Teri Kanefield
+ Your AuthorsArchive @Teri_Kanefield Author, lawyer (UC Berkeley) My threads are here: terikanefield-blog.com/ NBC News Opinion contributor Impeachment notes: impeachment-trump.com/ Dec. 14, 2018 2 min read

(Thread) Trump & "Knowingly and willfully"

Criminal law 101

Q. If the statute says the crime must be done “knowingly and willfully” is Trump “immunized” from conviction if he says “I didn’t know it was illegal?”

[That’s what you want to know, right, Gregg?]

Short answer: No

1/ If a defendant simply has to say “ I didn’t know it was a crime,” and poof, get immunized the prisons wouldn’t be so full.

Let’s back up. All crimes have two components: Actus rea (a bad act) and mens rea (a criminal intent).

2/ “Willfully and knowingly” is the mens rea for lots of crimes.

When a statute says “willfully and knowingly” the standard is that the defendant has to know “with practical certainty” that the conduct will violate a criminal statute.  https://www.ca3.uscourts.gov/sites/ca3/files/Chapter%205%20Rev%20April%202015.pdf 

3/ I’ll offer 2 reasons the “I didn’t know it was a crime” defense will not help Trump.

Reason #1: Mental state can be (and usually is) proven with circumstantial evidence (as opposed to direct evidence).

There's plenty of circumstantial evidence Trump knew it was illegal.

4/ Direct evidence directly links a person to the crime, without the need for any inference.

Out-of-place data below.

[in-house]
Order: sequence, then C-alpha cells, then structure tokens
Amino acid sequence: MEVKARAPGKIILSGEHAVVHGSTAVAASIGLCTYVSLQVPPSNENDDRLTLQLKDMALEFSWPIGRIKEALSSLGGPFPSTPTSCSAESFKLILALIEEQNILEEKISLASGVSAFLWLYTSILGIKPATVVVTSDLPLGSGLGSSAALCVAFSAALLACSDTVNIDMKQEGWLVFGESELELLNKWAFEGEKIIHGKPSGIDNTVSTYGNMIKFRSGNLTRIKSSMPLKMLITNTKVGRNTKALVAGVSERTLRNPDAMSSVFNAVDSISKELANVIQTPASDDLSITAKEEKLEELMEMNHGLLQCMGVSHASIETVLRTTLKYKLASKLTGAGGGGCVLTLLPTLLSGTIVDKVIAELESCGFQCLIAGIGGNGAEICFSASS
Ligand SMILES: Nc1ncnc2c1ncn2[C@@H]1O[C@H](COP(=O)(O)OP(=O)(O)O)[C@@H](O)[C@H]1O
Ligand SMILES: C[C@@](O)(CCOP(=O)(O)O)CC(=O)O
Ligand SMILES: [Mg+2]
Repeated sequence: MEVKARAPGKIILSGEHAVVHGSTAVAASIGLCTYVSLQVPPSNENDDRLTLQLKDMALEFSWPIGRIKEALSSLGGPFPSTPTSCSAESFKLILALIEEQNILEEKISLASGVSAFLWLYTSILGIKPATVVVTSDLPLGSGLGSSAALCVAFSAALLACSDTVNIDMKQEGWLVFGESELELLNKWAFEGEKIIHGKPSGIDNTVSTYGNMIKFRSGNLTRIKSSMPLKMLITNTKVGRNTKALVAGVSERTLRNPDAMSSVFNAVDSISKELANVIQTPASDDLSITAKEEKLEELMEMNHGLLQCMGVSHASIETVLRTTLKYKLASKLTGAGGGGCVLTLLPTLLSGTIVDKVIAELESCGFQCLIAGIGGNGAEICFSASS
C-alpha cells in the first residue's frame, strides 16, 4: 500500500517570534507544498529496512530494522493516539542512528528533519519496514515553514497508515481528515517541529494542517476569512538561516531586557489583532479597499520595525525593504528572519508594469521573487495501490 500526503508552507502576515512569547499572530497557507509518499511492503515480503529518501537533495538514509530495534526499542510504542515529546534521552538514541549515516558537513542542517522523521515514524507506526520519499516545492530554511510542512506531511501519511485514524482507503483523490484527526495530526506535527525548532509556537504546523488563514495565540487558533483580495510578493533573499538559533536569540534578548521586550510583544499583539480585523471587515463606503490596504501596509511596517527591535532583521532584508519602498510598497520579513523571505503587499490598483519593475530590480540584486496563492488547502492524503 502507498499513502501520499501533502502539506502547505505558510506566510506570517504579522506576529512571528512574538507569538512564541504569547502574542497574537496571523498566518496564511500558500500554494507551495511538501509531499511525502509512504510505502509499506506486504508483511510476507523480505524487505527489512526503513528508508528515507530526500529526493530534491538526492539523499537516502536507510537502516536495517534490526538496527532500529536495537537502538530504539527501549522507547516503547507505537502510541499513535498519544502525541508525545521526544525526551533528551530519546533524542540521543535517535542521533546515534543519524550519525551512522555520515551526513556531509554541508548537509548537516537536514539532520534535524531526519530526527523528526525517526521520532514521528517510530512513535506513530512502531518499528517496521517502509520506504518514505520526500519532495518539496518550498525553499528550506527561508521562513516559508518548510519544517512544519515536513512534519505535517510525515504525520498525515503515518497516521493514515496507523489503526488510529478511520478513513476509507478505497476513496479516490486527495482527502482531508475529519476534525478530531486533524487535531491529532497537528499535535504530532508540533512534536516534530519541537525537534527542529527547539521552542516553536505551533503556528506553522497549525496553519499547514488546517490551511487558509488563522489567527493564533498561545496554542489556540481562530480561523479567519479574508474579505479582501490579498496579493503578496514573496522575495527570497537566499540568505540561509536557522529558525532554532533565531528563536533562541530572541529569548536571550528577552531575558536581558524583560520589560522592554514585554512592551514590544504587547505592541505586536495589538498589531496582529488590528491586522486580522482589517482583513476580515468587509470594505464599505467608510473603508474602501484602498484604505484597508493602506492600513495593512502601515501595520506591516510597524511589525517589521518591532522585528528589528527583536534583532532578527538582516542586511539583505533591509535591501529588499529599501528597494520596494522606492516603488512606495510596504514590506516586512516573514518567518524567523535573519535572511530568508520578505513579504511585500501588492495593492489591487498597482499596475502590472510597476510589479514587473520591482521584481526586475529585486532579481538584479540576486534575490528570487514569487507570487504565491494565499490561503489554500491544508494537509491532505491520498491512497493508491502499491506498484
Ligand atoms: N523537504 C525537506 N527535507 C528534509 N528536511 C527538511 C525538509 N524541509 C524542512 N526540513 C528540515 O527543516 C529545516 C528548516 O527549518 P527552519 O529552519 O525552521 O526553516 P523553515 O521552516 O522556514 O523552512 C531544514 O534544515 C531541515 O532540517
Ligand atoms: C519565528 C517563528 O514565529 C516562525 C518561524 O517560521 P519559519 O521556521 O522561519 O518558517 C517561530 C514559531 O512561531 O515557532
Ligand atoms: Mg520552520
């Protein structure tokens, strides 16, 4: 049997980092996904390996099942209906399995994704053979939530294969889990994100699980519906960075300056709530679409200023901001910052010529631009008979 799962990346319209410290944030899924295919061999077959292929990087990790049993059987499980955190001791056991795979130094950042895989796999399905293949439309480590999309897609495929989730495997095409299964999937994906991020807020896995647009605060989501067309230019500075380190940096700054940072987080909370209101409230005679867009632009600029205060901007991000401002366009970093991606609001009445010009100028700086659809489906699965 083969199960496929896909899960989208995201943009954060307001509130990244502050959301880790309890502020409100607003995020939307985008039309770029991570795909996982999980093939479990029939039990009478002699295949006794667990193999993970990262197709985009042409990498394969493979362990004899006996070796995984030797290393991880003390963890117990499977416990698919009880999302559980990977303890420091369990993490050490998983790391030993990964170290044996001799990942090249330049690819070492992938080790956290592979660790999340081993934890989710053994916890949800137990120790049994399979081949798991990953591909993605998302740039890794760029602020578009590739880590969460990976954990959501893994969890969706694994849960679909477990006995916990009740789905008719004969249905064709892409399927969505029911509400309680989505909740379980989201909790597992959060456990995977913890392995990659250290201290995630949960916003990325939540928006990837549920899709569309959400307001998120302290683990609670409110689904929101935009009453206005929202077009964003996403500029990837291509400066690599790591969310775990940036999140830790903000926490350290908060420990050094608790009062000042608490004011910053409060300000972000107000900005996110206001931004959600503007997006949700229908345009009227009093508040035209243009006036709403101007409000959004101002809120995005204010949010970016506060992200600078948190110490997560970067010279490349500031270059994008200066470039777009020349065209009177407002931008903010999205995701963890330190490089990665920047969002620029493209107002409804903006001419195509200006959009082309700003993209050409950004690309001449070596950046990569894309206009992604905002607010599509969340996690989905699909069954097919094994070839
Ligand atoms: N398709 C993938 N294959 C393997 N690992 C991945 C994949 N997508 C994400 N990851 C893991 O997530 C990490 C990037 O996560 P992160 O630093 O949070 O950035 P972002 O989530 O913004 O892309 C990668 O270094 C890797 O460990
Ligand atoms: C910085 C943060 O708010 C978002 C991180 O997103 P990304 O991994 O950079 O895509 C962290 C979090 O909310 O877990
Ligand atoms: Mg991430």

Often direct evidence isn't available.

That's why circumstantial evidence is also used to prove crimes.

5/ Anyone who reads detective novels knows about circumstantial evidence.  https://www.law.cornell.edu/wex/circumstantial_evidence 
Circumstantial evidence implies the person committed a crime.

(To be thorough here: There's a small category of crimes called strict liability that don't require criminal intent.)

6/ There is plenty of circumstantial evidence that Trump knew it was wrong:
Just telling so many lies is evidence of criminal mind.

We also know that Cohen was previously the subject of an FEC complaint for making unlawful contributions to TRUMP’s campaign . . .

7. . . so both Trump and Cohen already had notice of the crime.

(This might even be direct evidence🤔, the distinction is fuzzy)

Also Cohen admitted that he acted knowingly and willfully, and we haven't heard all of what Cohen has to say about this.

8/ Reason #2 not to give this a moment’s more worry: I feel confident at this point that the Trumps committed trainloads of crimes.

Currently prosecutors are looking at the Trump Org tax and business records, Trump Foundation records, inaugural committee funds. . .

8/. . . Trump’s personal taxes, all the money that went through his real estate transactions.

Is he going to say he didn't even know there was a criminal code?

The campaign finance felonies are serious are enough to bring a president down. But there's MUCH more.

9/ I think that the big news yesterday was the Butina plea agreement, which implicates much of the GOP in the Trump-Russia conspiracy.

I think Trump & Giuliani are trying to get the spotlight away from Butina by throwing up silly defenses about the campaign finance violation.

10/ It’s the old “flood the zone” ploy.

I wrote about the Maria Butina plea agreement yesterday. Did you miss it? Here is the link:

You can follow @Teri_Kanefield.


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